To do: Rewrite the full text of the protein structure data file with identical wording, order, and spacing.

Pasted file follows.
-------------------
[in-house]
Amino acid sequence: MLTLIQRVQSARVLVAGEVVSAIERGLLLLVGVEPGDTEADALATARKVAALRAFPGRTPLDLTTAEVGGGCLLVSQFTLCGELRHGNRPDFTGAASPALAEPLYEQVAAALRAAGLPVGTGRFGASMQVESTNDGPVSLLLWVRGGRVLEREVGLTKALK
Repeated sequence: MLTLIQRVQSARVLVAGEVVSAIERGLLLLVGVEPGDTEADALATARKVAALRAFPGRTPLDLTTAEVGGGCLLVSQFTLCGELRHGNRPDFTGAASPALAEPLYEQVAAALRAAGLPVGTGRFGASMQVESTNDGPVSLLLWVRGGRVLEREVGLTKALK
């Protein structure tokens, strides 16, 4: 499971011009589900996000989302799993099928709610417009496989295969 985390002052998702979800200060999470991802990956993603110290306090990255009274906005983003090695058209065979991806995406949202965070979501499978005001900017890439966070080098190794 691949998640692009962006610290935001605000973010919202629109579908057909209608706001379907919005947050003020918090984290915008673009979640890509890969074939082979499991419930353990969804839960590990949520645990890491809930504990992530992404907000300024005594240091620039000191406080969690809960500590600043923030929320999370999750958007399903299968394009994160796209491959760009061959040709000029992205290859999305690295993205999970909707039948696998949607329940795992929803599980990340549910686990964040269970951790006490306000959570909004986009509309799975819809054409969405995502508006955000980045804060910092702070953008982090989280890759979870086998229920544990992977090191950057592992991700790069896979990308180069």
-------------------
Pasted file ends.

[in-house]
Amino acid sequence: MLTLIQRVQSARVLVAGEVVSAIERGLLLLVGVEPGDTEADALATARKVAALRAFPGRTPLDLTTAEVGGGCLLVSQFTLCGELRHGNRPDFTGAASPALAEPLYEQVAAALRAAGLPVGTGRFGASMQVESTNDGPVSLLLWVRGGRVLEREVGLTKALK
Repeated sequence: MLTLIQRVQSARVLVAGEVVSAIERGLLLLVGVEPGDTEADALATARKVAALRAFPGRTPLDLTTAEVGGGCLLVSQFTLCGELRHGNRPDFTGAASPALAEPLYEQVAAALRAAGLPVGTGRFGASMQVESTNDGPVSLLLWVRGGRVLEREVGLTKALK
């Protein structure tokens, strides 16, 4: 499971011009589900996000989302799993099928709610417009496989295969 985390002052998702979800200060999470991802990956993603110290306090990255009274906005983003090695058209065979991806995406949202965070979501499978005001900017890439966070080098190794 691949998640692009962006610290935001605000973010919202629109579908057909209608706001379907919005947050003020918090984290915008673009979640890509890969074939082979499991419930353990969804839960590990949520645990890491809930504990992530992404907000300024005594240091620039000191406080969690809960500590600043923030929320999370999750958007399903299968394009994160796209491959760009061959040709000029992205290859999305690295993205999970909707039948696998949607329940795992929803599980990340549910686990964040269970951790006490306000959570909004986009509309799975819809054409969405995502508006955000980045804060910092702070953008982090989280890759979870086998229920544990992977090191950057592992991700790069896979990308180069």